Children's Hospital Colorado

Broken Bones

Urgent or Emergency Care?

If you believe your child needs immediate attention and you have concerns for a life-threatening emergency, call 911. Not sure what counts as urgent and what's an emergency when your child is sick or injured? When it can't wait, know where to take your kids.

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What is a broken bone or fracture?

Broken bones (also called fractures) are very common in children.  They can occur anywhere from a simple fall on the playground to more serious accidents.  Sports are also a common cause of fractures in kids and teenagers. 

Any injury where there is a concern for fracture should be immediately seen by a doctor. See a map of our emergency and urgent care locations.

What signs and symptoms are concerning for a fracture?

Possible signs and symptoms of a fracture (broken bone) are:

  • A snapping or grinding noise during an injury, fall, collision, etc.
  • Swelling, bruising and tenderness of the injured area
  • The injured body part hurts when moved, touched, or walked on
  • The injured part looks deformed
  • In severe breaks, the broken bone might poke through the skin.  This is called an open fracture (commonly referred to as a compound fracture).

What should I do if I think my child has a broken bone?

  • Seek immediate medical attention.
  • Keep the injured body part in the position you found it (moving around can make it worse).
  • Put a splint on the extremity (arm, leg, etc.) in order to protect it and prevent further motion.
  • Apply an ice pack wrapped in cloth.
  • Do not allow your child to eat in case surgery is required.

How is a fracture diagnosed?

In order to diagnose a fracture, x-rays are required. Your child’s doctor at Children’s Hospital Colorado will order an x-ray to get a better look at the bone. At Children’s Colorado, we aim to get the x-ray right the first time and with as few films as possible. This helps protect our patients’ long-term health and minimize exposure to radiation.

X-rays at Children’s Colorado are evaluated by a pediatric orthopedist and a pediatric radiologist.  These specialists will determine if the bone is broken, the type of fracture and how it will be best treated.  There are many different types of fractures in children, making the treatment for each fracture individualized.

Types of fractures:

  • complete fracture is when the bone has broken into two pieces.
  • A non-displaced fracture is where there is a break in the bone, but it does not change the shape of the bone.
  • A displaced fracture is where there is a break in the bone and it changes the shape or alignment of the bone.
  • buckle fracture is an incomplete break that happens in younger kids’ bones.
  • bowing fracture (also called a plastic deformity) is a condition that only happens in kids and occurs when the bone bends but doesn't break.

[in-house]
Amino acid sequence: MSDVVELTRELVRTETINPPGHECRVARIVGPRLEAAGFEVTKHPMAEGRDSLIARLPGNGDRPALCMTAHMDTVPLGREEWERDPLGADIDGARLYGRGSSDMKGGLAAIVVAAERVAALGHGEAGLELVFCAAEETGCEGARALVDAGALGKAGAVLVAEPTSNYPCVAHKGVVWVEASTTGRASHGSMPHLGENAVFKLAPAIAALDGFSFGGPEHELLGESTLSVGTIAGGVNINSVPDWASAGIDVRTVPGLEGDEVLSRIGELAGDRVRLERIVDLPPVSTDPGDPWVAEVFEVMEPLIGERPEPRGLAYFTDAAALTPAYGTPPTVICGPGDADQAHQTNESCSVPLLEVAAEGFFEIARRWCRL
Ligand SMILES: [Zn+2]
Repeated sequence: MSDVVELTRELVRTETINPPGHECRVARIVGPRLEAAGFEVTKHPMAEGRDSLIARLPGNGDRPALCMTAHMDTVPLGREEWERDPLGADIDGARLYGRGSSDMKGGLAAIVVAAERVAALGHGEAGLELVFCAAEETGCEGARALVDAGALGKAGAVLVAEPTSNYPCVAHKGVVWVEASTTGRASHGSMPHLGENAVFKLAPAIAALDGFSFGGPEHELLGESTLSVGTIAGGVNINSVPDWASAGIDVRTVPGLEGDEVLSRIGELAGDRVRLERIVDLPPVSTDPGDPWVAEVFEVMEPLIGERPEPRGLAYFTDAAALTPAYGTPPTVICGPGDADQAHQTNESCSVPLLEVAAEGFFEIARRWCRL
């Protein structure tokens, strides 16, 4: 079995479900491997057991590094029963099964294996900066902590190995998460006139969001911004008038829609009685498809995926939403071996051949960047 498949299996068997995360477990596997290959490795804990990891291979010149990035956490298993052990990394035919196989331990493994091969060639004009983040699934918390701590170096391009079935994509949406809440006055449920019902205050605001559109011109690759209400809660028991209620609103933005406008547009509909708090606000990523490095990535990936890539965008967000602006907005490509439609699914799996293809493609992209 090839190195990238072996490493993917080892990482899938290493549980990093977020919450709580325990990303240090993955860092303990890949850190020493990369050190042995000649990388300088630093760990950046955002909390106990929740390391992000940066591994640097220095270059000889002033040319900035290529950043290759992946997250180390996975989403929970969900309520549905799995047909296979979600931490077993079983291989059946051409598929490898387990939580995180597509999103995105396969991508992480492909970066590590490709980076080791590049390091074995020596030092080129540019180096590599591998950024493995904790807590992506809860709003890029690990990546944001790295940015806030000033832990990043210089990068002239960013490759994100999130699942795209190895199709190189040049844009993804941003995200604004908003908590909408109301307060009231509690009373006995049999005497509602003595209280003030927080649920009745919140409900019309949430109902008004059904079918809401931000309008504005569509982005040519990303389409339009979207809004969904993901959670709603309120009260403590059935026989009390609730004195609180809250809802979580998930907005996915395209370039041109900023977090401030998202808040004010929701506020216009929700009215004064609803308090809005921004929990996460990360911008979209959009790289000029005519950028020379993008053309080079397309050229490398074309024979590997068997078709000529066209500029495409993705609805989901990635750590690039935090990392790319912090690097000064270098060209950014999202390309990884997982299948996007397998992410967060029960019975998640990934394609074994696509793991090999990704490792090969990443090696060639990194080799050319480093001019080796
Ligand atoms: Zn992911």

• greenstick fracture is when the bone cracks on one side only, not all the way through.
  • comminuted fracture is when the bone is broken into more than two pieces or crushed.
  • An open fracture (commonly referred to as a compound fracture) is when the bone is sticking through the skin.

How are fractures treated in kids?

Pediatric orthopedists and advanced practice providers at Children’s Hospital Colorado will use several different factors to determine the best treatment for your child’s fracture. These include the age of your child, growth plates, the bone that is broken, and the pattern of the break.  Different ways to treat fractures are:

  • Casts or splints
  • Slings
  • Closed reduction with casting/splinting: Pain and sedation medication is used to keep your child comfortable while a pediatric orthopedic provider manipulates the bones to get them in better alignment without surgery. 
  • Surgery: There are many surgeries unique to each type of fracture.  Often the bone requires hardware to keep it stable and allow for healing.  If your child requires surgery, an orthopedic surgeon will determine and explain the best surgical options. 

Why choose Children’s Hospital Colorado for your child’s broken bone?

Children's bones and bodies aren't just smaller than adults' – they're physically different and require different medical knowledge and equipment for proper diagnosis and treatment. For example, kids’ bones have growth plates (adults’ do not), which makes pediatric x-rays harder to read.

At Children’s Colorado, our pediatric specialists provide expert fracture management geared specifically to children and young adults. At the Orthopedics Institute and at all of our emergency and urgent-care locations, everyone from the doctor to lab tech specializes in pediatrics. Each location is also directly connected to our main campus in Aurora and has access to a pediatric emergency medicine specialist at all times.


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